How Can 175-year-old Luxury Retailer Harrods Hit Net Zero?

Harrods has published its first Environmental, Social and Governance Report as it sets down a framework to decarbonise its buildings and operations

Luxury retailer Harrods has published its first ESG Report, which sets out how a company with a 175-year history can navigate a pathway to net zero.

The business, owned by the Qatari Investment Authority, has 11 million visitors per year to its Knightsbridge store, more than 5,000 employees and 300 departments.

The report talks about Harrods’ long history and its Victorian-era department store, adding a warning about the environment: “For Harrods to continue operating for another 175 years, we need to play our part.”

Managing Director Michael Ward says: “While Harrods has witnessed unprecedented change over the first 175 years of its history, we are facing an even more rapidly changing future.

“We recognise that it is only by putting the sustainability of our business, our supply chain and the planet at the forefront of our business that we can ensure the continuing high standards we have always stood for and that our customers have always expected.”

The report tells how the ESG strategy has three pillars – business, products and people.


The Business Pillar

The report says Harrods re-baselined its decarbonisation targets from 2019 to 2022 as its focus on improving its data collection over the past year “created the opportunity to provide a more accurate starting point for our targets going forward”.

It adds: “The focus in 2023 has been on improving efficiencies and driving down energy consumption across the Harrods estate through installing on-site renewables in our distribution centre, transitioning our fleet and establishing wider plans to source renewable electricity for the business.”

Harrods has introduced circularity initiatives, focusing on improving data to drive down waste and continuing to improve packaging credentials.

That report goes on: "We also mapped our Scope 3 emissions for the first time, which will allow us to engage with suppliers on their own decarbonisation plans and begin to work collaboratively towards shared goals.”

Harrods' ESG targets

The products pillar

The products pillar has seen the Harrods team working to develop and further embed responsible sourcing practices across its own products and categories.

The Harrods in-house brand line is due to relaunch in 2024, with “sustainability principles embedded in all new products”.

Among a number of product circularity initiatives, Harrods Tailors offers restoration and rental options in store, giving customers more sustainable options.

The people pillar

The report says: “Harrods’ people pillar has focused on collecting data to support better insights into our colleague community, developing stronger culture and learning programmes, as well as launching new Belonging Networks to support a more inclusive culture."


Scope 1 & 2

The company warns: “For Harrods to continue operating for another 175 years, we need to play our part.”

One of the results is an exacting target of reducing absolute Scope 1 and 2 greenhouse gas emissions by 90% by 2030 against a 2022 baseline.

The report says: “We plan to meet this aim through a combination of responsible energy procurement, moving away from sources such as gas, and increasing efficiency at our Thames Valley Distribution Centre, Knightsbridge store and Trevor Square locations.”

Harrods (Photo: Getty Images)

Past, present and future

There is clear acknowledgement in the report of the difficulty of achieving net zero in a historic building.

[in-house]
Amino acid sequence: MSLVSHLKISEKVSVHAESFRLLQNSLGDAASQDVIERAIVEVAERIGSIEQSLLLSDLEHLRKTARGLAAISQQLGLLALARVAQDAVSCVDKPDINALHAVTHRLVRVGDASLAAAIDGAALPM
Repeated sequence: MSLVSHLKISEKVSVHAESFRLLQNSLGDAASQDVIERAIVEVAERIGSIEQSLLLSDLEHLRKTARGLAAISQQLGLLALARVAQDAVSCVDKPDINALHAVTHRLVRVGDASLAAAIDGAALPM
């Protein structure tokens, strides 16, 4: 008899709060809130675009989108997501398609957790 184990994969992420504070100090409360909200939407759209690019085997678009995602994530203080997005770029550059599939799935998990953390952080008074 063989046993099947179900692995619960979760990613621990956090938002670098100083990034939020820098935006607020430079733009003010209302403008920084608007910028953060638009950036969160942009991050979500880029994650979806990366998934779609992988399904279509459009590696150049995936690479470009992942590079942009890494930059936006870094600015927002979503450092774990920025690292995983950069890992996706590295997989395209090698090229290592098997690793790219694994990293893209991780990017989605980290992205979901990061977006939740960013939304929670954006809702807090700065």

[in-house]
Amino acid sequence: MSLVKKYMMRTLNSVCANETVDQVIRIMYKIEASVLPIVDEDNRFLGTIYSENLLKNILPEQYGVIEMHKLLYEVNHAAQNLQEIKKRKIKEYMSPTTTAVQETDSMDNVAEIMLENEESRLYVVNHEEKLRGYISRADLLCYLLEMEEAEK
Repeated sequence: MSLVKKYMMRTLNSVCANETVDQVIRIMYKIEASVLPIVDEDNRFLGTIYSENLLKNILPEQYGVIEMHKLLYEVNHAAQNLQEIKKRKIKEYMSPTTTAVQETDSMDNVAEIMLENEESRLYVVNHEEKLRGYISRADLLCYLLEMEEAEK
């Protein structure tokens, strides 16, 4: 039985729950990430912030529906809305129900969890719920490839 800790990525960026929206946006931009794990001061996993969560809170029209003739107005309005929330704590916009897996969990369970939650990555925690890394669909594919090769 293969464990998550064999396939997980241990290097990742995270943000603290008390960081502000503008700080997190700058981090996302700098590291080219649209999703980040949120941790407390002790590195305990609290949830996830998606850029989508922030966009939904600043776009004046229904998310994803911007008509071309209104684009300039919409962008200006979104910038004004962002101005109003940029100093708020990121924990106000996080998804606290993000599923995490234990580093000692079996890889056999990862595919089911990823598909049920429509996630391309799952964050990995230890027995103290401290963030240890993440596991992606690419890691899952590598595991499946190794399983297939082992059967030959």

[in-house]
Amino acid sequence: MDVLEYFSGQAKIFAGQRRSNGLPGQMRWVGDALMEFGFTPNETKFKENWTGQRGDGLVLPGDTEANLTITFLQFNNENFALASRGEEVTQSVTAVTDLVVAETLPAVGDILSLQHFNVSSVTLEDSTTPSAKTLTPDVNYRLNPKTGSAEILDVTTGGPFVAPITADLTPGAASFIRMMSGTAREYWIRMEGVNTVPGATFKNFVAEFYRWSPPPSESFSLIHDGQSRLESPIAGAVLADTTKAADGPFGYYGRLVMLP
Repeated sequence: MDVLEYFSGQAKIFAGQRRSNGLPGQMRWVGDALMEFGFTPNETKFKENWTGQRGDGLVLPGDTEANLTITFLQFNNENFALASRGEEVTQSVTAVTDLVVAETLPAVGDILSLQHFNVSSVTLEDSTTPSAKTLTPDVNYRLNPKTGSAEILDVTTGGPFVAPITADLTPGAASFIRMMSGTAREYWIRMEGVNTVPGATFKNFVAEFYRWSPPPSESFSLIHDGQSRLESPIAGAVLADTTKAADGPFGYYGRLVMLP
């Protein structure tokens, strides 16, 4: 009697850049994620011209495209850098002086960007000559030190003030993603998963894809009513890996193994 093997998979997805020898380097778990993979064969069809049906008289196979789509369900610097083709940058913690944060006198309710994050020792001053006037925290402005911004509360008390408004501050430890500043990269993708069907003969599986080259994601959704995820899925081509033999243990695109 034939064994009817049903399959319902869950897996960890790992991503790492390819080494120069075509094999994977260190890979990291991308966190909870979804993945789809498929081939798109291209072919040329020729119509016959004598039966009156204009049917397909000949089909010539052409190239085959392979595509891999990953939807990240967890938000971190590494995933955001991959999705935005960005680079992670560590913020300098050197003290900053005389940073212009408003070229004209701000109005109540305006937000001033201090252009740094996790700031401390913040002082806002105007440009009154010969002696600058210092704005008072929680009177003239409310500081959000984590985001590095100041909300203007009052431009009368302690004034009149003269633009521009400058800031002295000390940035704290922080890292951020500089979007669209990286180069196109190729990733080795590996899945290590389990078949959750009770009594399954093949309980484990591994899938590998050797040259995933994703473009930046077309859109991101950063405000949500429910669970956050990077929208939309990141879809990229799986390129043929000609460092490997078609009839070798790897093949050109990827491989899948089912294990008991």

It says: “Working within a 175-year-old Grade II-listed building can present a unique set of challenges for driving efficiency.

“We seek to balance a respect for history with the innovation that has brought us to our 175th year.”

It adds: “We have seen a substantial decrease in consumption at our Knightsbridge store (10% in our gas consumption and 2% in our electricity consumption), driven by initiatives such as upgrading our boilers and moving to LED and light-sensor-based lighting systems for the shop floor, external façade and adjoining offices.”

At the same time, 80% of lights in the main store are LED.

Across its wider estate, Harrods has moved its fleet to electric and biofuel sources, while in 2023 it installed solar panels to generate on-site renewable energy at its Thames Valley Distribution Centre.

It says: “The PV array – made up of approximately 5,000 cells – will provide nearly 1.4 million kWhrs of annual output offsetting more than 1.1 million Kwhrs. This is 41% of the site’s annual power requirement.”

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Michael says: “I am proud to present Harrods’ inaugural ESG report, outlining the steps we are taking as a business to ensure we operate as a sustainable and conscientious luxury retailer.

“While this is our first external report, we have been on this journey for a number of years.”

In 2020, Harrods launched the Harrods Path, its “commitment to make responsible decisions for both people and the planet in every part of our business”.

Michael says: “Over the past few years we have significantly invested in the future of the store and the sustainability of this development has been a key consideration, from reconfiguring our iconic façade lighting to the transition to our electric and HVO delivery fleet and elimination of plastic from across our outbound packaging and retail carrier bags.

“Looking to the year ahead, we have further exciting projects aligned with our five key pillars: from introducing new charity partners, volunteering and fundraising initiatives to Scope 3 mapping and transitioning to renewable energy, as well as a relaunch of our Harrods own-brand ranges and products, built from the beginning with sustainable considerations at its heart.”


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